By Peter D'Oench

NORTHEAST MIAMI-DADE (CBSMiami) — Miami-Dade Police, with flyers in hand, fanned out across a neighborhood in Northeast Miami-Dade Friday asking for the public’s help after two homeless people were shot and killed in the same area a few days apart after Christmas.

“We want to educate the community about this,” said one officer inside a business along N.E. 167th St. near 4th Ave. “We are reaching out to the community and if you see anything or hear anything contact us. If you have surveillance cameras, we are asking that your review your video and if you see anything suspicious you should contact us.”

Officers passed out dozens of flyers at businesses in the area. They started at N.E. 167th St and 4th Ave. where the body of 41-year-old Donna Diane Edwards was discovered at 3 p.m. on December 29th by an abandoned building.

Police were also asking for help in the murder of 40-year-old Rony Dassas, whose body was discovered by a restroom at Oak Grove Park at 7:03 a.m. on December 27th at 690 N.E. 159th St. A 46-year-old homeless man was also critically wounded.

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Ron Book, the Chairman of the Miami-Dade Homeless Trust, made an impassioned plea for the public’s help, saying “In our community we have a long standing situation where we care for our most vulnerable who are homeless. These incidents started a day or two after the Homeless Trust held its annual vigil. These cases are as important if not more so than any other case law enforcement has had to deal with.”

Book told CBS4’s Peter D’Oench, “Somebody saw something. Somebody knows something. Somebody heard something. It is up to our community to stand up for these vulnerable individuals who have no ability to fight back and no ability to protect themselves. They are out there in the elements sleeping. I have been Chairman of the Miami-Dade Homeless Trust for 25 years and we have never had a situation like this occur. We hope the message is pick up the telephone and call. We hope this we create a conversation and get people talking in our community.”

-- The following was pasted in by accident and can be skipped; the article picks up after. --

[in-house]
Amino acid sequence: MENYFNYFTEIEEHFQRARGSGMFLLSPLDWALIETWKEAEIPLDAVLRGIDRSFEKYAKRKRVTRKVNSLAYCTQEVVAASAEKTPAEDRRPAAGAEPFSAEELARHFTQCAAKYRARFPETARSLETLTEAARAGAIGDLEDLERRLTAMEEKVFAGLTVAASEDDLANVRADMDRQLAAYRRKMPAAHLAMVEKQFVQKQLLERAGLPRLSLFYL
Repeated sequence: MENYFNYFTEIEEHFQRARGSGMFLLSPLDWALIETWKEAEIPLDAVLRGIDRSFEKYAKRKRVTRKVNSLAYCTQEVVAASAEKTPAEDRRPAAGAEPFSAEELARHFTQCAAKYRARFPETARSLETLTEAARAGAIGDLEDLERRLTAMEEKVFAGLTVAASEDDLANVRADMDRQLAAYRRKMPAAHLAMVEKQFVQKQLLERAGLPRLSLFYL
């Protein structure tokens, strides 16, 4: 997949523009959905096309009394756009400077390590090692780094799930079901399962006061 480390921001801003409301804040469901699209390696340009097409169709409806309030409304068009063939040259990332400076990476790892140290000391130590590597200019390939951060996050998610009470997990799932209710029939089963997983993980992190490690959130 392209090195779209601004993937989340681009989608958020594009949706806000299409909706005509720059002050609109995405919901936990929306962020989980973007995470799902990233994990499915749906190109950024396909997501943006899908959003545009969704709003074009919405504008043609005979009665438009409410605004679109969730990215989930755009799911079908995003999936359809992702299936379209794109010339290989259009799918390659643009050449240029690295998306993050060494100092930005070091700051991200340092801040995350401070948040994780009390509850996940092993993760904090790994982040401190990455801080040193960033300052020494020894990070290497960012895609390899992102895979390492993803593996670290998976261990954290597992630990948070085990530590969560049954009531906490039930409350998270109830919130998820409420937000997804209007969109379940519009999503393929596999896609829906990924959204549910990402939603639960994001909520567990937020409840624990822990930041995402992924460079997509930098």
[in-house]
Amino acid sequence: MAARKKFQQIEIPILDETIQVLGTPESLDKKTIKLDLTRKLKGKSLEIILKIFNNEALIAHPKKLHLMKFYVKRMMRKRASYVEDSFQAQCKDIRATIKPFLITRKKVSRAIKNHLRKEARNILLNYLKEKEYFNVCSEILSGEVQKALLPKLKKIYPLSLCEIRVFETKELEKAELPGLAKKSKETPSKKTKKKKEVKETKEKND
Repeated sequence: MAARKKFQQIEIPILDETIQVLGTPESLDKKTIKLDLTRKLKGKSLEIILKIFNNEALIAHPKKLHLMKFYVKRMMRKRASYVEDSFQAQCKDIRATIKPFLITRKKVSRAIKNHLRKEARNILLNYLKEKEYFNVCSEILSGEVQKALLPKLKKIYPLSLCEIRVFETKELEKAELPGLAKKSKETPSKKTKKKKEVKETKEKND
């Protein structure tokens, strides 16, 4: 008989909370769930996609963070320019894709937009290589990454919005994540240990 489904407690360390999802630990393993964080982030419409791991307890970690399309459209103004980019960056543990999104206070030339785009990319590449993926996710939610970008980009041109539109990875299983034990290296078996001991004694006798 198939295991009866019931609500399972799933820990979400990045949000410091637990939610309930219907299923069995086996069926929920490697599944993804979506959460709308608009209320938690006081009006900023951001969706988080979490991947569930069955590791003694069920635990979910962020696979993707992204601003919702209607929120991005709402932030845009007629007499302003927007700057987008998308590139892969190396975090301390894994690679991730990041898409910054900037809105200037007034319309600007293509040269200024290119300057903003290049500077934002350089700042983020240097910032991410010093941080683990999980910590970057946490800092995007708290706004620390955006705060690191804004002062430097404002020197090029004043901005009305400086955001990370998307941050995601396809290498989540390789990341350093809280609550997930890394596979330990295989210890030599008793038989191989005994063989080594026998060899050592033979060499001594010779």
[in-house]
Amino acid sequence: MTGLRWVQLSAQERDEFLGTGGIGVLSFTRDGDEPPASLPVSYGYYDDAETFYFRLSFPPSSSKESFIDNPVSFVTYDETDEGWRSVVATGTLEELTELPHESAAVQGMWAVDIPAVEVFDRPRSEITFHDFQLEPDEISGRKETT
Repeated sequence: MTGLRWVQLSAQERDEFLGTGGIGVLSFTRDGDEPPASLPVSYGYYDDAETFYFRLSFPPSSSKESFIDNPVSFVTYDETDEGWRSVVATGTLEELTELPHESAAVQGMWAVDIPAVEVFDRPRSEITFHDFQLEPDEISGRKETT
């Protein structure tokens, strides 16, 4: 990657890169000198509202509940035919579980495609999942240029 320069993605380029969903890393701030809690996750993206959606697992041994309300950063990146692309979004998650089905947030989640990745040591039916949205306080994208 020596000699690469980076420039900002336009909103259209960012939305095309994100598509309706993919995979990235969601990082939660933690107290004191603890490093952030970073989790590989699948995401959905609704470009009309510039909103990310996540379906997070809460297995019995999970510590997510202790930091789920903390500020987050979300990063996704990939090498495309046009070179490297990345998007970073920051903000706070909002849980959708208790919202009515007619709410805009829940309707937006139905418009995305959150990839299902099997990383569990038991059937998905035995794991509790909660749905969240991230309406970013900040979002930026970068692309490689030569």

“You can call the Homeless Trust at 305 375-1490 but we would really like you to call Miami-Dade Crime Stoppers at 305 471-TIPS (8477).”  There is a reward of up to $3,000.

A woman named Joedia said she heard the gunshots that killed Dassas.

She said people in the neighborhood called him “Snoop.”

“He’s a very important person in this community. He helps a lot of people,” she said.

On most days, she tells CBS4’s Amber Diaz, he would hang out at the Food Giant down the road and help people with their groceries.  On the night he was killed, she went to get him a jacket so he wouldn’t be cold outside the market.

“I thought that his sister wasn’t gonna come pick him up,” she continued.  When Joedia got back, she was told he went to Oak Grove park to sleep, where he would eventually be killed.

“Find his killer! Find his killer!” she said.

Racco Bracciano, who is also homeless, was a friend of Dassas.

“Rony didn’t bother anybody,” he said. “He just did his thing. He just wanted to get high and do his thing. To kill a homeless person I don’t know what you can gain from that. If the shooter comes up to me he better get me first because I was shot 4 times in the Marine Corps in the knee and the stomach and the shoulder. So he better get me first. Otherwise I will grab his gun and hold it on him and call the police and make sure he is taken to jail.”

“I hope they find the shooter or shooters quick because there is a lot of homeless people around here. You see them sleeping behind CVS and other buildings where it is safe and you see them sleeping together because there is safety in numbers.”

Alejandro Lopera who manages a car wash on busy N.E 167th Street said that Donna Edwards was a familiar figure in the neighborhood.

“I used to see her walking up and down the street all the time, just up and down the street all the time. She looked like a pretty nice person to me,” said Lopera.

Miami-Dade Police Detective Chris Thomas could not say if the crimes were connected.

“There are a lot of similarities,” he said. We are still looking at that possibility. There are similarities in the crimes. They did happen near each other and within days of each other. We cannot day definitely that they were targeted. They could be isolated but again there similarities in time and distance.”

Thomas said police were waiting on ballistics tests to see if the same weapon might have been used.

Peter D'Oench